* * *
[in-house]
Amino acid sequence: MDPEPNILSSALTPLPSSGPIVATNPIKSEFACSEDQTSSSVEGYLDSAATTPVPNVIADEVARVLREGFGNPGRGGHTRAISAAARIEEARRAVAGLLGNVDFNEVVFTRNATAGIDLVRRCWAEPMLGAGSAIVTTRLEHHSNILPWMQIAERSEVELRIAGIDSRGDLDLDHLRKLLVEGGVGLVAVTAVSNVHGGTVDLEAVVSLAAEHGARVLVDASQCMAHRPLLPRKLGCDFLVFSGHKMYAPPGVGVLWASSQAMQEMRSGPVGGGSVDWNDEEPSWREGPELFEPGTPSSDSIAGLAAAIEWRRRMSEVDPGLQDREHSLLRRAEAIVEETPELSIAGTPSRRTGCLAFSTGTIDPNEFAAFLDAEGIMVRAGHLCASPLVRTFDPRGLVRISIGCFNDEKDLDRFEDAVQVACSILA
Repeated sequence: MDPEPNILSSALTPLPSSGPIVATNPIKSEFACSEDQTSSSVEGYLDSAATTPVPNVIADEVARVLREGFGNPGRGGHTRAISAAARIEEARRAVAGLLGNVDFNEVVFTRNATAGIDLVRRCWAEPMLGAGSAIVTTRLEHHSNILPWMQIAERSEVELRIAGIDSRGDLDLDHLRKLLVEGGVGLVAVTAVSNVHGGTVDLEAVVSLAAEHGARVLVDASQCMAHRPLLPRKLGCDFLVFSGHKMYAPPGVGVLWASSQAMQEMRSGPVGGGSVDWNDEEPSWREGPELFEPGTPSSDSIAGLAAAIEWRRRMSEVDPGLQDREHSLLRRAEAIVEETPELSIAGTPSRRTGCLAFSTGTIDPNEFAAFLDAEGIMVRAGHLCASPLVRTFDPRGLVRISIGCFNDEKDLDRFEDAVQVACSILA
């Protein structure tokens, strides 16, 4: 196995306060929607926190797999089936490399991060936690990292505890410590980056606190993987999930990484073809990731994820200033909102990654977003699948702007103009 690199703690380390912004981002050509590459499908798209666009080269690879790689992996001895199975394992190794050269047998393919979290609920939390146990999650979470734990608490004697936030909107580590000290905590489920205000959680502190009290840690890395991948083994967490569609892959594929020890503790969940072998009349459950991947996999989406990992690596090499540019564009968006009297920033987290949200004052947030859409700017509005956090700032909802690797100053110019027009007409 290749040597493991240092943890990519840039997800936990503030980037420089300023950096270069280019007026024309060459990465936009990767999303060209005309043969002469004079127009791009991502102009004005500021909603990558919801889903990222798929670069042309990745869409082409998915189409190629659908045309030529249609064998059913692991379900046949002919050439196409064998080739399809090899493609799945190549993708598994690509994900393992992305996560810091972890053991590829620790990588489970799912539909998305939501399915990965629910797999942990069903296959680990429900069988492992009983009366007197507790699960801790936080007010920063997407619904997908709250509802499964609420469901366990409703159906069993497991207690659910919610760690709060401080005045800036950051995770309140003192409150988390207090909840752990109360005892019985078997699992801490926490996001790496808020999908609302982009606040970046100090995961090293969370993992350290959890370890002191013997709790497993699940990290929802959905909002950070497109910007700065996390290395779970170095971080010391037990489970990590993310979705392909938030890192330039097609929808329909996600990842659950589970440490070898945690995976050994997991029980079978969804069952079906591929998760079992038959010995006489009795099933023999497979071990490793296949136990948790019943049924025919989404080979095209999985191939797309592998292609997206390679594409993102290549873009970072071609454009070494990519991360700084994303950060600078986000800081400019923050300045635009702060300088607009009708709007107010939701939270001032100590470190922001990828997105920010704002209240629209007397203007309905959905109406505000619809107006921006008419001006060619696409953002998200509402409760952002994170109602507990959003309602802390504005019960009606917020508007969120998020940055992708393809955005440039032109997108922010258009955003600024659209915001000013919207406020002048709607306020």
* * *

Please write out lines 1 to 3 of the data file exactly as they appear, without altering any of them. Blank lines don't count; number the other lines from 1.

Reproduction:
[in-house]
Amino acid sequence: MDPEPNILSSALTPLPSSGPIVATNPIKSEFACSEDQTSSSVEGYLDSAATTPVPNVIADEVARVLREGFGNPGRGGHTRAISAAARIEEARRAVAGLLGNVDFNEVVFTRNATAGIDLVRRCWAEPMLGAGSAIVTTRLEHHSNILPWMQIAERSEVELRIAGIDSRGDLDLDHLRKLLVEGGVGLVAVTAVSNVHGGTVDLEAVVSLAAEHGARVLVDASQCMAHRPLLPRKLGCDFLVFSGHKMYAPPGVGVLWASSQAMQEMRSGPVGGGSVDWNDEEPSWREGPELFEPGTPSSDSIAGLAAAIEWRRRMSEVDPGLQDREHSLLRRAEAIVEETPELSIAGTPSRRTGCLAFSTGTIDPNEFAAFLDAEGIMVRAGHLCASPLVRTFDPRGLVRISIGCFNDEKDLDRFEDAVQVACSILA
Repeated sequence: MDPEPNILSSALTPLPSSGPIVATNPIKSEFACSEDQTSSSVEGYLDSAATTPVPNVIADEVARVLREGFGNPGRGGHTRAISAAARIEEARRAVAGLLGNVDFNEVVFTRNATAGIDLVRRCWAEPMLGAGSAIVTTRLEHHSNILPWMQIAERSEVELRIAGIDSRGDLDLDHLRKLLVEGGVGLVAVTAVSNVHGGTVDLEAVVSLAAEHGARVLVDASQCMAHRPLLPRKLGCDFLVFSGHKMYAPPGVGVLWASSQAMQEMRSGPVGGGSVDWNDEEPSWREGPELFEPGTPSSDSIAGLAAAIEWRRRMSEVDPGLQDREHSLLRRAEAIVEETPELSIAGTPSRRTGCLAFSTGTIDPNEFAAFLDAEGIMVRAGHLCASPLVRTFDPRGLVRISIGCFNDEKDLDRFEDAVQVACSILA